Posted: August 4, 2010

Q. Should I complete a performance appraisal for an on-call employee?

A. No, on-call employees are not included in the performance review process.

Posted: July 7, 2010

Q. I do not see a time-frame for each step in this performance process to be completed. It would be very helpful to have this in order to plan.

A. The 2010-2011 performance/salary review timeline is currently under review and will be posted online as soon as it is available. Please watch for a Human Resources announcement in Fermilab Today.

Posted: June 30, 2010

Q. Do I have to fill out the accomplishment report?

A. The accomplishment report is a tool for you to use, but is not required. It serves as a reminder to your supervisor of the tasks you've completed or goals you've accomplished over the last year. It also gives you the opportunity to reflect on your past performance and future career development activities.

Posted: June 30, 2010

Q. I'm a new supervisor. How do I find out more about how to conduct a performance review?

A. New supervisors or those who have never taken the course are encouraged to attend the Fermilab Management Practice seminar on performance reviews. Supervisors who have not taken the training course can take a special briefing on July 7, 2010.

Posted: June 30, 2010

Q. I have not received my performance goals, what can I do?

A. You should contact your manager to request a meeting to set your performance goals. If you are not comfortable in doing so or if you do not have goals within a reasonable timeframe after making the request, you may contact Employee Relations (Juanita Frazier, frazier@fnal.gov, x3793; Heather Sidman, hsidman@fnal.gov, x3326). Employee Relations personnel can help facilitate the goal-setting process (to find out the reason for delay, to assist you and/or your manager in creating goals, etc.).

Posted: June 30, 2010

Q. Are the evaluation system ratings tied to money?

A. In part. The performance appraisal rating is a factor in the overall compensation formula. Other factors include the employee’s placement in the pay range and the employee’s pay zone within the pay range. For an example, please see 2009 Performance Rating Zone Matrix.

Posted: June 30, 2010

Q. The system seems to push everyone to the middle. How is this fair?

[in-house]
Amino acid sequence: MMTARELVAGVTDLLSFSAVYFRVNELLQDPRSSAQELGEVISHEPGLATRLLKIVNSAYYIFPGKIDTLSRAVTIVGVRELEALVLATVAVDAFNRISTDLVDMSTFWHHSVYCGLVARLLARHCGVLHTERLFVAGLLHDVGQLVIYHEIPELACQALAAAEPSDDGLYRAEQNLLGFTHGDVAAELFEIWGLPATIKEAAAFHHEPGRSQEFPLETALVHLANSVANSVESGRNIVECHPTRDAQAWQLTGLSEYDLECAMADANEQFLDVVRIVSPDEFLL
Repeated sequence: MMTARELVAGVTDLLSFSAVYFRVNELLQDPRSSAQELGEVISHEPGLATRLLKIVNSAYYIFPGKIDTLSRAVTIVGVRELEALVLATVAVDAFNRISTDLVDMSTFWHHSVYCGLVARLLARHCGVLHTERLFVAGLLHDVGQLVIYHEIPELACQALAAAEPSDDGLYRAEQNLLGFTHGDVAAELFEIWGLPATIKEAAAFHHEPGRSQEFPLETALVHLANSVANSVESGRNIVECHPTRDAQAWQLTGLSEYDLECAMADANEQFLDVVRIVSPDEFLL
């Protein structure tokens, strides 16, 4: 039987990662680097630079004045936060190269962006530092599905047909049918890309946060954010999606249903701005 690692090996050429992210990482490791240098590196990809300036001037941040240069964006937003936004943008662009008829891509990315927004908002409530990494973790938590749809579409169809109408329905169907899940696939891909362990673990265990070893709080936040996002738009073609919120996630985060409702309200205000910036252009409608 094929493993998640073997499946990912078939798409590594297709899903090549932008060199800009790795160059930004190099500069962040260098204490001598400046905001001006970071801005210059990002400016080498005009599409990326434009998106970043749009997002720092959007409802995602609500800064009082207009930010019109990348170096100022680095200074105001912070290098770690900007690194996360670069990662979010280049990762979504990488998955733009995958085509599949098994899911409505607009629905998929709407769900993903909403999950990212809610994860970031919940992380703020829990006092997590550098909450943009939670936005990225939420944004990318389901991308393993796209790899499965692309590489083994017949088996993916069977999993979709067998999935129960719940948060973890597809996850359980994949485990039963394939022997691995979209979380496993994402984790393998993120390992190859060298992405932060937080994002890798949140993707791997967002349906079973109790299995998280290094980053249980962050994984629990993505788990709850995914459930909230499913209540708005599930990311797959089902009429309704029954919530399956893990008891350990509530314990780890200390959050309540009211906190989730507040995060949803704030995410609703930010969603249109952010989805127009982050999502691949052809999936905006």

A. Our performance pay system is designed to accelerate employees to the market rate. The market rate is the amount of pay we would expect to expend to replace an employee with a new hire with similar performance and skills.

Posted: June 30, 2010

Q. I have many excellent employees, but our department doesn't have enough funds to give them all raises. Are there other ways that I can recognize their hard work?

A. Yes, there are. Recognition and Rewards and Exceptional Performance Recognition Awards are excellent methods to recognize employee achievements. These compensation tools are bonuses and do not have an impact on base pay. You can find more information on these tools here.

Posted: June 30, 2010

Q. Are the reviews evaluated by someone in WDRS?

A. The Employee Relations Department monitors receipt of each performance appraisal to make sure that they are completed. In addition, the department also reviews representative samples of appraisals to ensure that they comply with our policy and processes.

Posted: June 30, 2010

Q. My manager said he or she put me in one category, but that HR made him or her give me a different score. Did this actually happen?

A. No. However, all performance systems contain a normalization feature. In our performance system, the feature is front loaded. This means that a second level reviewer evaluates all ratings before they are issued to employees in order to make sure that the ratings are normalized across departments within the division and section. If the immediate supervisor's initial rating was changed, it usually means that the second level reviewer at the division and section level did not find sufficient justification to support the rating.

Posted: June 30, 2010

Q: I disagree with my review rating. What happens if I don’t sign my review form?

A: You are not required to sign your review form, although your signature reflects your acknowledgment of receipt, not necessarily your agreement. The performance review process can be uncomfortable for both you as an employee and for your manager. At times, your perspective about your performance may be different from your manager’s. You may want to take a day to think about the review and reflect on what you find true and what you find inaccurate. You are welcome to speak with Employee Relations as a sounding board for any concerns. Employee Relations staff can also provide guidance in addressing these with your manager. You also have the option of filing an internal complaint. If you choose to pursue this option, you will want to review the policy and procedures.

Posted: June 30, 2010

Q: My manager asked me to create performance goals for this year. I’m not sure where to begin.

A: Please discuss your performance goals with your supervisor. Some of the goals will be related to on-going job responsibilities, while others will be related to special projects or specialized tasks. You can view this goal setting guide that will walk you thru the goal-setting process, give you tips on how to create SMART goals, and enable you to actively participate with your supervisor during the process.